Aseptic Meningitis in Dogs

Share

Overview of Canine Aseptic Meningitis 

Meningitis is an inflammation of the meninges, which are three membranes covering the brain and spinal cord. There are many causes of meningitis including viral, bacterial, fungal, and immune mediated in dogs.

Aseptic meningitis is believed to be an immune-mediated disease of dogs although the exact cause is unknown. It is most frequently seen in medium to large breed dogs. Aseptic meningitis usually affects dogs younger than two years old with both male and female dogs equally affected.

Other diseases that may mimic this disease include viral, bacterial and fungal meningitis. Brain tumors and hydrocephalus may also show similar signs.

What to Watch For

Signs of meningitis in dogs may include: 

  • Fever
  • Neck pain

    Clinical signs may wax and wane spontaneously.

  • Diagnosis of Aseptic Meningitis in Dogs

    Diagnostic tests are needed in addition to obtaining a complete medical history. The most commonly performed tests include a neurological assessment, laboratory evaluation and cerebrospinal tap (CSF).

  • The CBC may show a high white blood cell count of mainly neutrophils.
  • The CSF tap typically has a very high cell count and protein level but no infectious organisms are seen.

    Treatment of Aseptic Meningitis in Dogs

  • Treatment for aseptic meningitis may include treatment with immunosuppressive drugs. The common drug used is prednisone. Side effects from the medications include increased eating, drinking, urinating, and panting.
  • Response to treatment is typically seen within 24 to 48 hours of starting medications.
  • Medications must be given long term; more than four weeks is typical. Medication is generally tapered gradually to alternate days over the course of treatment, usually several months. Relapses may occur during the tapering course. Relapses usually respond to increasing the medication dose.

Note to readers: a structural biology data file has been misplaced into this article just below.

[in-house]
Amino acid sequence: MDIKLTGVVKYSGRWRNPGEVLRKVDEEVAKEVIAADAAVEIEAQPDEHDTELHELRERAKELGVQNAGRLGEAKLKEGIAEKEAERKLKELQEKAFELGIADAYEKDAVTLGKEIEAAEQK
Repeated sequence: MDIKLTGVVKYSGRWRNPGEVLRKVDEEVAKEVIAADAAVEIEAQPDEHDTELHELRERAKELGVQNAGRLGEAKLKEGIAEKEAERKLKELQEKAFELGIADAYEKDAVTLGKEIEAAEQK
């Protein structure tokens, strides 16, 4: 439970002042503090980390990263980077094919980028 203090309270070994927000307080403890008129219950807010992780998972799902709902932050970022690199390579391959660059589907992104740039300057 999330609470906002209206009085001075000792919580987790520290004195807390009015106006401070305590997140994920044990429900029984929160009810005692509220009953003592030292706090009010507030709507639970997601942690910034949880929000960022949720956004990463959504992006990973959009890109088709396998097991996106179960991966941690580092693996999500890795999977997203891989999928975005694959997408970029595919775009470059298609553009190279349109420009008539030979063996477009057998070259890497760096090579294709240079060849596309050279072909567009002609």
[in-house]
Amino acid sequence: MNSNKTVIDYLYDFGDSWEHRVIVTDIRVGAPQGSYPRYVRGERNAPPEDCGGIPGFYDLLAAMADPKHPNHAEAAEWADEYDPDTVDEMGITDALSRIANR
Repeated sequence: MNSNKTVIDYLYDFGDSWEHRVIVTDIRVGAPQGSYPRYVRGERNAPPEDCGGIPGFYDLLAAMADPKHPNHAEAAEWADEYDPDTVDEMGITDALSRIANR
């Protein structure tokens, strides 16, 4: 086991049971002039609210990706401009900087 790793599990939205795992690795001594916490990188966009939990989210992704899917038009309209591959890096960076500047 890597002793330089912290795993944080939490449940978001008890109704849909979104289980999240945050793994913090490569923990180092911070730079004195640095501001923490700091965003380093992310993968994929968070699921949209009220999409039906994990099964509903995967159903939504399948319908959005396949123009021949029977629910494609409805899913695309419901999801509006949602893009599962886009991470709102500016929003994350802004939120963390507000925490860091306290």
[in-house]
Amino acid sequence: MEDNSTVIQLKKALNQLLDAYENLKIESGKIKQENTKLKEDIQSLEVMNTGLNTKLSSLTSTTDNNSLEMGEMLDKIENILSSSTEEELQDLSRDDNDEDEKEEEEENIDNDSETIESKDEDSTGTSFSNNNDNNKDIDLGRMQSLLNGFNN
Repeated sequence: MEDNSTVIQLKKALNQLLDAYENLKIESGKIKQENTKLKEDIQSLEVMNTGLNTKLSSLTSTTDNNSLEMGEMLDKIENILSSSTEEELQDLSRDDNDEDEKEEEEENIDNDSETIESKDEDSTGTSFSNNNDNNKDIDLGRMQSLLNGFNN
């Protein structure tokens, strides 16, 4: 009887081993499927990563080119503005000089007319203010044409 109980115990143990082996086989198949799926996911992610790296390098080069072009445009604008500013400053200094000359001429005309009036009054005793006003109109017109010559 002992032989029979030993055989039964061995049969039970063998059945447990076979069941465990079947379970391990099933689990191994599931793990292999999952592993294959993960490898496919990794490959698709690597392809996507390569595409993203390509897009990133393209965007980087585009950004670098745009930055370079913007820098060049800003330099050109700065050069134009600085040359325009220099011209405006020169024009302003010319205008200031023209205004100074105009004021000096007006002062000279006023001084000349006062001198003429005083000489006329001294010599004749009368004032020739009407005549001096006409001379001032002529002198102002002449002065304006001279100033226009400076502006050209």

• Home Care

    If your pet is showing signs of meningitis, you should contact your veterinarian immediately. There is no appropriate home care for this potentially life threatening illness.

    If your veterinarian prescribes a medication, it is important to follow directions unless specifically told to change medication dosage or type.

    Observe your pet closely for any worsening of clinical signs. If you notice any deterioration in your pet’s condition, especially during the taper, contact your veterinarian immediately.

    Prognosis

    Treatment of aseptic meningitis is successful in the vast majority of animals. Relapses are typically seen if the medications are withdrawn too rapidly. Dogs that relapse will typically respond to treatment with either higher doses of the initial drug or addition of a second drug.

    In-depth Information on Aseptic Meningitis in Dogs

    Meningitis is an inflammation of the meninges, which is the fibrous covering of the brain and spinal cords. There are many causes of meningitis including viral, bacterial, fungal and immune mediated.